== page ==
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Mar 4, 2020

Invisible Headlights

Posted by in categories: information science, robotics/AI, transportation

Autonomous and semi-autonomous systems need active illumination to navigate at night or underground. Switching on visible headlights or some other emitting system like lidar, however, has a significant drawback: It allows adversaries to detect a vehicle’s presence, in some cases from long distances away.

To eliminate this vulnerability, DARPA announced the Invisible Headlights program. The fundamental research effort seeks to discover and quantify information contained in ambient thermal emissions in a wide variety of environments and to create new passive 3D sensors and algorithms to exploit that information.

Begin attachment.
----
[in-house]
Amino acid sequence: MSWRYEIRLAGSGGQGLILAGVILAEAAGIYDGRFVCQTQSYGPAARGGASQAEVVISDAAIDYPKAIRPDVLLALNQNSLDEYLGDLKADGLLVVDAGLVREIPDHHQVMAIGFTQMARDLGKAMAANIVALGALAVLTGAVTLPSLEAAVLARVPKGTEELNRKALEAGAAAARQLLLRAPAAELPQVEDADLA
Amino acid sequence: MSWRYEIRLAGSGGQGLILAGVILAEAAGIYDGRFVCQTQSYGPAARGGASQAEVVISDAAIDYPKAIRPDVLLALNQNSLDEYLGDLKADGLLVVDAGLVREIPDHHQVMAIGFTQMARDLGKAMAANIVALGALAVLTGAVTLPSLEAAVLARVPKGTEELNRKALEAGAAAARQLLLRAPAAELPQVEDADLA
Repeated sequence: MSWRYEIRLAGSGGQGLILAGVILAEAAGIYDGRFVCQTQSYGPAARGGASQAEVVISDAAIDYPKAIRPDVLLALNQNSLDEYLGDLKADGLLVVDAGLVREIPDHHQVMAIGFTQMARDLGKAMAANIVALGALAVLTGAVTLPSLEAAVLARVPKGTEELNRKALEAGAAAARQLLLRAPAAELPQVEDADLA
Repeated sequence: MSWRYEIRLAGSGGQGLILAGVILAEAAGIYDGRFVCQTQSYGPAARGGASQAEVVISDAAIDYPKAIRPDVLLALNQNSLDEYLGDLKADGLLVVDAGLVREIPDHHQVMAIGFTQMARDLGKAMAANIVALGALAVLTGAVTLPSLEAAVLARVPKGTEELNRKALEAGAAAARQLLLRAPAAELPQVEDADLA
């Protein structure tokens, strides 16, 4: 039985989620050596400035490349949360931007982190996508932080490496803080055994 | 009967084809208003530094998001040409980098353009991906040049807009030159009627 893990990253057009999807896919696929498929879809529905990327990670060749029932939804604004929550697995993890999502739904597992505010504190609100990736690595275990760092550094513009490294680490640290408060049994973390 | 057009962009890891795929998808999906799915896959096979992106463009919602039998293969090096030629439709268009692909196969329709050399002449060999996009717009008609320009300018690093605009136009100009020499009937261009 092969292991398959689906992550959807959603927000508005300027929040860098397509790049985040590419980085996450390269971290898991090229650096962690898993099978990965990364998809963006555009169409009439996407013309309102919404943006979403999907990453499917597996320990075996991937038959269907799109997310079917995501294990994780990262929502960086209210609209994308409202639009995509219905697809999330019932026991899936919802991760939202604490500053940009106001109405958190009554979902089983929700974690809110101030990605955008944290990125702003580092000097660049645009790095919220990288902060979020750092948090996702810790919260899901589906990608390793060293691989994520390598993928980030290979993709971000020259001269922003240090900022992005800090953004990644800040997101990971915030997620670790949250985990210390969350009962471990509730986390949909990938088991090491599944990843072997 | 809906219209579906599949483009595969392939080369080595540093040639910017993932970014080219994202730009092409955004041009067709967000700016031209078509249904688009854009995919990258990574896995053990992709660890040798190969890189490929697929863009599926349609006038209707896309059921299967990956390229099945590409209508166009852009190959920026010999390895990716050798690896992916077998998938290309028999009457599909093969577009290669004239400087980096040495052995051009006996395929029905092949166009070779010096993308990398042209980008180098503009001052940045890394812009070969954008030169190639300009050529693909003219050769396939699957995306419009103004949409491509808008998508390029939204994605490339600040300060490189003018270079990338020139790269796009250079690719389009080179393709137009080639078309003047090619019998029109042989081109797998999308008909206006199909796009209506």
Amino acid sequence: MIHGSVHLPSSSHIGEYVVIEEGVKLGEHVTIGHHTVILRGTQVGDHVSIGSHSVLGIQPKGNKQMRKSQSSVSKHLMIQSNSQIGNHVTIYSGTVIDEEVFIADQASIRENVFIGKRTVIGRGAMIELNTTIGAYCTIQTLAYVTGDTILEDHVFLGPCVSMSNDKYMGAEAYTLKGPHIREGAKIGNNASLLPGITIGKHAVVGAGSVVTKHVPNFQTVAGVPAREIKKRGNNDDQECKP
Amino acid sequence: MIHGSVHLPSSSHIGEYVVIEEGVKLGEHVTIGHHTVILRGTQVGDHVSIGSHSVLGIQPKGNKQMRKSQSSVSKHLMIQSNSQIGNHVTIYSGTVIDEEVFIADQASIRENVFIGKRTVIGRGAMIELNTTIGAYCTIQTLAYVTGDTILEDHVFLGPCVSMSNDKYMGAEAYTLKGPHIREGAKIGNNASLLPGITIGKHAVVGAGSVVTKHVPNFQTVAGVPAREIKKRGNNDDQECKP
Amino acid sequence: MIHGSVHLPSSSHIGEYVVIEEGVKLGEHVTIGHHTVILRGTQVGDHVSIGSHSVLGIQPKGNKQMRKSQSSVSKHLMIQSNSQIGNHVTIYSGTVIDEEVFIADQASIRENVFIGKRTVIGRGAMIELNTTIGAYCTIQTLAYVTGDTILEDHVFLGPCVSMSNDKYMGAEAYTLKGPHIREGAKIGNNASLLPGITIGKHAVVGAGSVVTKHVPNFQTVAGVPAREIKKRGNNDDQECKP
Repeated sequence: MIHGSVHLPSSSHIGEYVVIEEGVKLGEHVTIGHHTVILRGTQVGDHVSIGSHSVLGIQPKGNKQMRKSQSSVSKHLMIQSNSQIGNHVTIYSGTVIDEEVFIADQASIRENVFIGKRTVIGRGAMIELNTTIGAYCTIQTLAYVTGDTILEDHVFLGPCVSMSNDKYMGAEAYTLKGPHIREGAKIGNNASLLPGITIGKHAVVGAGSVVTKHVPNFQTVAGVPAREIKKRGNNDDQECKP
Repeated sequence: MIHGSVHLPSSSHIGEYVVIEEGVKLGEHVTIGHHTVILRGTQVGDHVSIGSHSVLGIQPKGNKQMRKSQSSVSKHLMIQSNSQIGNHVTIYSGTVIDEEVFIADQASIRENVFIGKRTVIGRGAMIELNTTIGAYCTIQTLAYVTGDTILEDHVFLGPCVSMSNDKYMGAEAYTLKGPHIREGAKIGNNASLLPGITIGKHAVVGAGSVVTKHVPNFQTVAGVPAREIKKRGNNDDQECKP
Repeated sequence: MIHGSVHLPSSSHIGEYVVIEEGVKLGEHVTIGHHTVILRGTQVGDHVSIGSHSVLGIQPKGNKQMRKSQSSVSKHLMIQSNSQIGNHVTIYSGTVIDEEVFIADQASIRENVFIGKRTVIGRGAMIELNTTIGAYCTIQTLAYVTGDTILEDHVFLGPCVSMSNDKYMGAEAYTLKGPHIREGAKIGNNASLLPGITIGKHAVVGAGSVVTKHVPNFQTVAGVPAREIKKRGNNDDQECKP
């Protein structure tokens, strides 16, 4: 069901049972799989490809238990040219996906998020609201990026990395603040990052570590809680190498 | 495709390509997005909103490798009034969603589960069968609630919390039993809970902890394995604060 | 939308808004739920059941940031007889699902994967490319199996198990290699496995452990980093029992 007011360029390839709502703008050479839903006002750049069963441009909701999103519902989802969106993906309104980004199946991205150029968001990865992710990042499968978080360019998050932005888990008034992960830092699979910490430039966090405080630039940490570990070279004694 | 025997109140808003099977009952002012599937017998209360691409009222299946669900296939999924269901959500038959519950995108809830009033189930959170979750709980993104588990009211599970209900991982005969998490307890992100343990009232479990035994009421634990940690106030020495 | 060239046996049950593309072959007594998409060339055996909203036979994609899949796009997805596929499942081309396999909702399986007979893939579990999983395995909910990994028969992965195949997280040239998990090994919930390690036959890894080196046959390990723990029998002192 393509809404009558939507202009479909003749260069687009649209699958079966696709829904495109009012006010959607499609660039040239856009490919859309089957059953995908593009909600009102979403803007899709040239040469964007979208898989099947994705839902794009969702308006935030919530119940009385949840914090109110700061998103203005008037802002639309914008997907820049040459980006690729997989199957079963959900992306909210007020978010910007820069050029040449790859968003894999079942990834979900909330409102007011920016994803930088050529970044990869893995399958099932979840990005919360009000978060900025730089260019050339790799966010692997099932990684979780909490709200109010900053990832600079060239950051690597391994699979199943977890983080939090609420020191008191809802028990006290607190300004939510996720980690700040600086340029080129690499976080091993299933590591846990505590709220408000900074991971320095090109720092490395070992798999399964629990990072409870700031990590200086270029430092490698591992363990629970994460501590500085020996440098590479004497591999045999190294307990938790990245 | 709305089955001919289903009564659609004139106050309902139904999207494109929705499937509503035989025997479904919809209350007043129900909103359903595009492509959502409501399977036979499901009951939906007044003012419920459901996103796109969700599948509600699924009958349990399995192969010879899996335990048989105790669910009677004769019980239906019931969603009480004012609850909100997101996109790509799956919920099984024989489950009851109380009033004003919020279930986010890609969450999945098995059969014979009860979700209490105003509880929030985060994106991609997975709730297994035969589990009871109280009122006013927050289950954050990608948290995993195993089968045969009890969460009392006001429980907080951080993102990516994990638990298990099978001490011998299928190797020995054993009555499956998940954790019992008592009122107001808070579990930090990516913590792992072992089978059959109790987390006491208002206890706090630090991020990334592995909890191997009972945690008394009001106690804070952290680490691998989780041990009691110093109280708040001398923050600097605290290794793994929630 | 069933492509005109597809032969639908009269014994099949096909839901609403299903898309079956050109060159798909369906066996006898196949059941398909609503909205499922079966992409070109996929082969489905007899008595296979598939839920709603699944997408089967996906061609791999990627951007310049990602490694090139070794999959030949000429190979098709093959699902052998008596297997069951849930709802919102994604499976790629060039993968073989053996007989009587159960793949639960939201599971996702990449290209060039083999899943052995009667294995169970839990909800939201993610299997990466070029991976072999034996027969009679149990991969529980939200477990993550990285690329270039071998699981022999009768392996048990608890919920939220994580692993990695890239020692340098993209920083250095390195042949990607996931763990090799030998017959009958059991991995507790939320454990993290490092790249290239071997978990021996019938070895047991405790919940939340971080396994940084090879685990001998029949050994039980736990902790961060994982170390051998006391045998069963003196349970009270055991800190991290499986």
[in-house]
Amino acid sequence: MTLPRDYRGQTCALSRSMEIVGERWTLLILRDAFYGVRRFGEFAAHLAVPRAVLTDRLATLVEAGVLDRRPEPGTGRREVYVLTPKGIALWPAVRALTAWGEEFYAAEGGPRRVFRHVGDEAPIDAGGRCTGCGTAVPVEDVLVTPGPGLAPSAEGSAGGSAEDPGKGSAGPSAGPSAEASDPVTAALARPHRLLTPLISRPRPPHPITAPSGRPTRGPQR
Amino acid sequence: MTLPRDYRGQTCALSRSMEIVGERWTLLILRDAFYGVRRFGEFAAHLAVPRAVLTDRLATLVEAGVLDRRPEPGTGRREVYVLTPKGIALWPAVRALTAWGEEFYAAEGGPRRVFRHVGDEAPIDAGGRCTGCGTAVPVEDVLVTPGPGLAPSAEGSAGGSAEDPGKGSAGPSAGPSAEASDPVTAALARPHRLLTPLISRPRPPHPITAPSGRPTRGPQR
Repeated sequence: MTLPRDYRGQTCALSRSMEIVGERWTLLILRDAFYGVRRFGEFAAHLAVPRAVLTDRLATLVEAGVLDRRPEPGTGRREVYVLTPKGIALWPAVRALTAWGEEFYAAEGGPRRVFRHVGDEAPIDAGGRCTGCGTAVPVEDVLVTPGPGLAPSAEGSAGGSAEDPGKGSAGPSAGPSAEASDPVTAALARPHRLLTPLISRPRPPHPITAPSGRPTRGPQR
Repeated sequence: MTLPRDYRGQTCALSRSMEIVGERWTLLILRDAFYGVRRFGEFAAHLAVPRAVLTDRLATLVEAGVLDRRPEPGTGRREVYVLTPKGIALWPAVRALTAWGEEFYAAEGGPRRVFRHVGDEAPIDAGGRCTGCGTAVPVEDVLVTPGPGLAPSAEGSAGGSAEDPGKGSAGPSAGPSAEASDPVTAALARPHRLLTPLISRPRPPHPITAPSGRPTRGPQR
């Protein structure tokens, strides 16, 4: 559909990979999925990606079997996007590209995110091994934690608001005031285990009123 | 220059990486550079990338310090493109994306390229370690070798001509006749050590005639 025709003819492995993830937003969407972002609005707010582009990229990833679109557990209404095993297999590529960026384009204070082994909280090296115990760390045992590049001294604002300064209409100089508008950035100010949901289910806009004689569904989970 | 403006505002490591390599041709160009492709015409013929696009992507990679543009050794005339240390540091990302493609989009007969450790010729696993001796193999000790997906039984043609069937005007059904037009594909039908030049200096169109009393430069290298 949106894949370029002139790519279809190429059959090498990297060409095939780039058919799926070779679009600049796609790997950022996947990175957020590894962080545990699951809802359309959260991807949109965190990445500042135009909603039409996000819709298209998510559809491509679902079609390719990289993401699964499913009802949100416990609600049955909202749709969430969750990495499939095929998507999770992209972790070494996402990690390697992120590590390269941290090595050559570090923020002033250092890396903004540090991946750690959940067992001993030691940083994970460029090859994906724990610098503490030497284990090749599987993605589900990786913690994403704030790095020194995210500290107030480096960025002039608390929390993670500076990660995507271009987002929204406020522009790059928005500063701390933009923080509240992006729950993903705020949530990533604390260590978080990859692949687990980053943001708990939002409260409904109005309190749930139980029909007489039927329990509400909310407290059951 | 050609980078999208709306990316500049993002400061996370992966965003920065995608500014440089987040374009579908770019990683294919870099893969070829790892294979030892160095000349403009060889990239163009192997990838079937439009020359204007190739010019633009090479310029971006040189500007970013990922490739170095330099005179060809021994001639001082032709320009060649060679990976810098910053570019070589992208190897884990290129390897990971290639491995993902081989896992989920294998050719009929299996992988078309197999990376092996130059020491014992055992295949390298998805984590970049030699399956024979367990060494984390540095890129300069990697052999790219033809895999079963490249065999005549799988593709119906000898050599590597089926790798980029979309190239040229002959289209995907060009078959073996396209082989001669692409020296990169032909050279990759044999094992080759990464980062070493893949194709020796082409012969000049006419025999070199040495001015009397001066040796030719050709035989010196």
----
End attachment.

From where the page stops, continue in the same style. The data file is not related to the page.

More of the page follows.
“We’re aiming to make completely passive navigation in pitch dark conditions possible,” said Joe Altepeter, program manager in DARPA’s Defense Sciences Office. “In the depths of a cave or in the dark of a moonless, starless night with dense fog, current autonomous systems can’t make sense of the environment without radiating some signal—whether it’s a laser pulse, radar or visible light beam—all of which we want to avoid. If it involves emitting a signal, it’s not invisible for the sake of this program.”

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